From Dublin to Zurich, Stockholm to Berlin and elsewhere, the fusion of hardware with software and analytics is creating the perfect storm when it comes to innovations that will help us understand our bodies and hopefully live happier, healthier and longer lives.
Today, we see an urgent need to tackle the growing burden of non-communicable diseases such as diabetes, heart disease and cancer. But why has the US lagged in the area of cognitive disorders, leaving the rest of the world to take the lead in combatting such an immense disease realm?
He notes that worldwide, an estimated billion suffer from anxiety, 300 million people are affected by depression, 60 million suffer from bipolar affective disorder, about 21 million are affected by schizophrenia or other severe psychoses and nearly 50 million people have dementia, a number that is expected to grow to 152 million in 2050–a 204% increase.
In addition, challenges such as lack of resources and trained healthcare providers, inaccurate assessment and social stigma compound the problem of effectively addressing the mental health epidemic.
While this urgent need is escalating, the science around mental health and brain diseases remains complex, and public and private funding for neuroscience research does not correspond with, or come close to, matching the investment in other disease areas.
“We are making significant advances in neuroscience and increasing understanding of the brain and brain disorders, but the growing prevalence of mental illness, particularly in young people, combined with soaring rates of Alzheimer’s and gaps in research and care have the potential to create a global crisis, Stoffels contends. “The solution is ‘disruptive innovation’ and international, open collaboration. And we don’t have to start from scratch. Science and technology offer us unprecedented opportunities.”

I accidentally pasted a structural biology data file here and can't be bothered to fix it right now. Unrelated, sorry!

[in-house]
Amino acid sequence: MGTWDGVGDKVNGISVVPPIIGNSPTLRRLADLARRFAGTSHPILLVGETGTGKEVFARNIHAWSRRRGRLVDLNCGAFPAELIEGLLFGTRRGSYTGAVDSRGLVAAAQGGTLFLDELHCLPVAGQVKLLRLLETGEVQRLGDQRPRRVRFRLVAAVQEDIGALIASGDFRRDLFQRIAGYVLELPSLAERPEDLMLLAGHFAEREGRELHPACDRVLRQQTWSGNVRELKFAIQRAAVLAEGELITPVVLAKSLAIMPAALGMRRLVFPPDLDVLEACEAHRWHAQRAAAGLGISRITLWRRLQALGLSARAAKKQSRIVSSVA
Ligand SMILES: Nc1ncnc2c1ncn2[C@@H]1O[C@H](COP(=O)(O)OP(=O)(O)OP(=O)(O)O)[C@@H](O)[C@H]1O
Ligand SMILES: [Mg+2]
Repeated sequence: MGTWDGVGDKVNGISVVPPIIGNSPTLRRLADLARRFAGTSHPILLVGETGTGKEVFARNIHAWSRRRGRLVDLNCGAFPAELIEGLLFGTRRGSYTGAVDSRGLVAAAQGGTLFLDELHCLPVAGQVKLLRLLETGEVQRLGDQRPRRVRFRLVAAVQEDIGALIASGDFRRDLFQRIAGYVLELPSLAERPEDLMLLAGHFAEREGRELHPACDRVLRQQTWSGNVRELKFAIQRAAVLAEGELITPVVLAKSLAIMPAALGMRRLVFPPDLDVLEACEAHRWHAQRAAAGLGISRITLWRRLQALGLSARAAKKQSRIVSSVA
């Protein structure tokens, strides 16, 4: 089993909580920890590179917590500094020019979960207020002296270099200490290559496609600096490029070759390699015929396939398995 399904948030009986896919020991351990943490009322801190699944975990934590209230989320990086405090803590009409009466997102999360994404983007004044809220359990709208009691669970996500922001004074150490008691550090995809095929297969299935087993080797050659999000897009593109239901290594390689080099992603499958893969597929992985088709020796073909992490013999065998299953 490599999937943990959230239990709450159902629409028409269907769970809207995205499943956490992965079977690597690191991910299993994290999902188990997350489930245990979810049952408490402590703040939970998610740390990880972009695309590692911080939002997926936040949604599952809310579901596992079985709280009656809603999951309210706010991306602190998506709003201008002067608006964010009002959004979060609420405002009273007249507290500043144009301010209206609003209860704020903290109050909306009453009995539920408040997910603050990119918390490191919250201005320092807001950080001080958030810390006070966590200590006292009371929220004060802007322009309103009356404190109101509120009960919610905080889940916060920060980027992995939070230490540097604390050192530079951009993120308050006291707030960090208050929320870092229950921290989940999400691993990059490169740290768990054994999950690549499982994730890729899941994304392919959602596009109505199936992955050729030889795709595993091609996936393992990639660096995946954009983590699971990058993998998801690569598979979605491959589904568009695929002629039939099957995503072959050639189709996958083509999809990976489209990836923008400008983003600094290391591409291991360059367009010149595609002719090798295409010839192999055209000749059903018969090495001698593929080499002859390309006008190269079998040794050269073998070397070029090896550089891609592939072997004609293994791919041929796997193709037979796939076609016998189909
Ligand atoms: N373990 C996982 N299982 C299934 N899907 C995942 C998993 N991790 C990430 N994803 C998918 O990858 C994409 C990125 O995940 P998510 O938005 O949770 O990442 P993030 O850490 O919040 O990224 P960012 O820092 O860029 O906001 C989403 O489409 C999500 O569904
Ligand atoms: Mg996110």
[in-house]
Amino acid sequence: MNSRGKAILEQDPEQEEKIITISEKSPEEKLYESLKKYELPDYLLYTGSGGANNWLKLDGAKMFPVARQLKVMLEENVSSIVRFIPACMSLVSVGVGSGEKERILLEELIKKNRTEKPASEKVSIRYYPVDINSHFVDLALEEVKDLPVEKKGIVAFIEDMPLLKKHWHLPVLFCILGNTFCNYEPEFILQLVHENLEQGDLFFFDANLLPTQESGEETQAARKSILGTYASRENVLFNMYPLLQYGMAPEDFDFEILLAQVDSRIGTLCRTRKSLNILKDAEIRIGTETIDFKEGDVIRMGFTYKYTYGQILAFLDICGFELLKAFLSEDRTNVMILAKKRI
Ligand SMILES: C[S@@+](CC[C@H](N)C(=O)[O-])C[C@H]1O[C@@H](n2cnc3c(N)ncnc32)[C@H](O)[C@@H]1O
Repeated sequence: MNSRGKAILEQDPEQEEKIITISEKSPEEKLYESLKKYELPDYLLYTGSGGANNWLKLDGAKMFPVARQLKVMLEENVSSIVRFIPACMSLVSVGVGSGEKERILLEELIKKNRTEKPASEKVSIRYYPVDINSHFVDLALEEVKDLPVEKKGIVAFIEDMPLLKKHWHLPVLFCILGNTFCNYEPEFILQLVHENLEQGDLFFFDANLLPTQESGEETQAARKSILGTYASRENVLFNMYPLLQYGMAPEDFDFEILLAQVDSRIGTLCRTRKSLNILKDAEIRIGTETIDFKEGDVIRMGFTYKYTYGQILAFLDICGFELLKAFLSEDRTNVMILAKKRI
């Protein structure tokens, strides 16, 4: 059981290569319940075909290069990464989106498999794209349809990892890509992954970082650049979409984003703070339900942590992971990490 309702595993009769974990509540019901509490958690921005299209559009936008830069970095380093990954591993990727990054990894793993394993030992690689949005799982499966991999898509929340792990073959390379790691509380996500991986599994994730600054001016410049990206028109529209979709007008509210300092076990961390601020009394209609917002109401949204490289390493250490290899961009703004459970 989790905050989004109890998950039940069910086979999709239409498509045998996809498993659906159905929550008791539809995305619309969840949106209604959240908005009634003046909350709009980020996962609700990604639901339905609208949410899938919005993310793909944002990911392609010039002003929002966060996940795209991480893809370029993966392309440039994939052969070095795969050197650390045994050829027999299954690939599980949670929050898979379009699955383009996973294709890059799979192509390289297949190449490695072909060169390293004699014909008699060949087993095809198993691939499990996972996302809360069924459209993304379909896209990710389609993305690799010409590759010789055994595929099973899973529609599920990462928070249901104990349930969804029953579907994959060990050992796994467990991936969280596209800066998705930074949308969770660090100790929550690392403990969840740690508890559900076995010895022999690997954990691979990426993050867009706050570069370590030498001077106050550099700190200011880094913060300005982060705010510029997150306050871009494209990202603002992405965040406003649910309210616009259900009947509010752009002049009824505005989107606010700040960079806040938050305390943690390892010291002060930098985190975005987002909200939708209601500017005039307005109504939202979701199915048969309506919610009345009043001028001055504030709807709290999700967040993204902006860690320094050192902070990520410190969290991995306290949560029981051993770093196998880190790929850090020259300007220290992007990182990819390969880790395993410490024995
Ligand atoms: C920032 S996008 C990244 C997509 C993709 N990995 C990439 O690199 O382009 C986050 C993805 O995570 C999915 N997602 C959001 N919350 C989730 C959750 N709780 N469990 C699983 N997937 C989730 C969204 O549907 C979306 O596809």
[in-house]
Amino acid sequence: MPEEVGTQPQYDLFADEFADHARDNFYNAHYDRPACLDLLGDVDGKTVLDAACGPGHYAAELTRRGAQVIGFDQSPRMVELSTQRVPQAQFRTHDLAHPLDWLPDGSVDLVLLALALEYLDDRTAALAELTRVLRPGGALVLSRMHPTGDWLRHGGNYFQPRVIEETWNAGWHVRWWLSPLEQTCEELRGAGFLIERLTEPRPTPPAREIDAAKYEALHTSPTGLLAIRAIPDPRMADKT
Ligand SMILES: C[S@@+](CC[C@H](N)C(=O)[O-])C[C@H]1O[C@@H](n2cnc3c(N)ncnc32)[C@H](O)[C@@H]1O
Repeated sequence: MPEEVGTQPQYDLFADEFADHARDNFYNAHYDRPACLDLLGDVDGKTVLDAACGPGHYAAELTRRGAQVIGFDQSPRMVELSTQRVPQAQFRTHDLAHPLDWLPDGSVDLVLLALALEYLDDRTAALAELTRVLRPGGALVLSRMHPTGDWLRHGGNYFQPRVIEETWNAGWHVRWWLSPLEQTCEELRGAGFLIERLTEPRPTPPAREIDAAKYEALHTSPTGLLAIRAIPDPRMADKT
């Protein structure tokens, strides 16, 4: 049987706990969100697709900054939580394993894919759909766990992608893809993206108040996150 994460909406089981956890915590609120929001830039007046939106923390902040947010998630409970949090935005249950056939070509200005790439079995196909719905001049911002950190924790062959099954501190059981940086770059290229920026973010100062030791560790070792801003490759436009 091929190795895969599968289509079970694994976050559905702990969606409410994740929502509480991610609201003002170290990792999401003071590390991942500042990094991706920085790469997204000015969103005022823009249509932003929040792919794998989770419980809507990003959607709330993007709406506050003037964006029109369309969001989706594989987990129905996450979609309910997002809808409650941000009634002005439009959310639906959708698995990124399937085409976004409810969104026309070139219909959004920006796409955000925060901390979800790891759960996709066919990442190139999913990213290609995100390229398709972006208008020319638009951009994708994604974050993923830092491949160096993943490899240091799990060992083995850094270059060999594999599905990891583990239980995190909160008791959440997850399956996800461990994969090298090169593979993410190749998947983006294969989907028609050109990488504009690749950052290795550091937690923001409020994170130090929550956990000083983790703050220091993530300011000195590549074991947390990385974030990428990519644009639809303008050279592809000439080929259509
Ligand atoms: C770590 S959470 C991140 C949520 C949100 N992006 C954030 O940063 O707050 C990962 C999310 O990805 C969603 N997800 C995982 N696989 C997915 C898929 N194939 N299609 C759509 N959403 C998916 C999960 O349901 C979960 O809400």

Dr. Stoffels and Wellcome Trust director Jeremy Farrer, MD, argue that to take advantage of the opportunities, all nations must work together to solve some key challenges. First is the need for an integrated approach, combining risk assessment and early diagnosis, disease interception and treatment, as well as supportive interventions.
Steve's Take: We need to bring diagnoses, treatments and even cures to #Mentalillness that impacts all of us--directly or indirectly--at some point in most of our lives.
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Second, strong public-private partnerships between academia, biotech, industry, government, regulators, patient groups and civic society.
Finally, innovative financing mechanisms are needed to spur investment. With a global funding mechanism functioning collaboratively and efficiently across borders and disciplines, a platform can be established and comprehensive approach adopted to reduce the time, cost and risk of developing and evaluating treatments.
Here in the US, the issue of mental health is compounded by its clear association with crime sprees, like the Texas church massacre in 2017. President Trump said the Texas shooting was largely a “mental health” problem, but at the beginning of his presidency, he rolled back a regulation that would have made it harder for people with histories of mental illness to purchase guns. All the signs of such illness were abundantly clear long before that horrible event.
With the wise counsel of people like Drs. Stoffels and Farrar, startups like Syndesi in Europe and here in the US and around the globe will shrug off the shackles of the mental-health lie and its associated stigma.
Let’s just get down to the science of how to bring diagnoses, treatments and even cures to an illness that impacts all of us–directly or indirectly–at some point in most of our lives. I think we can all agree: the sooner, the better.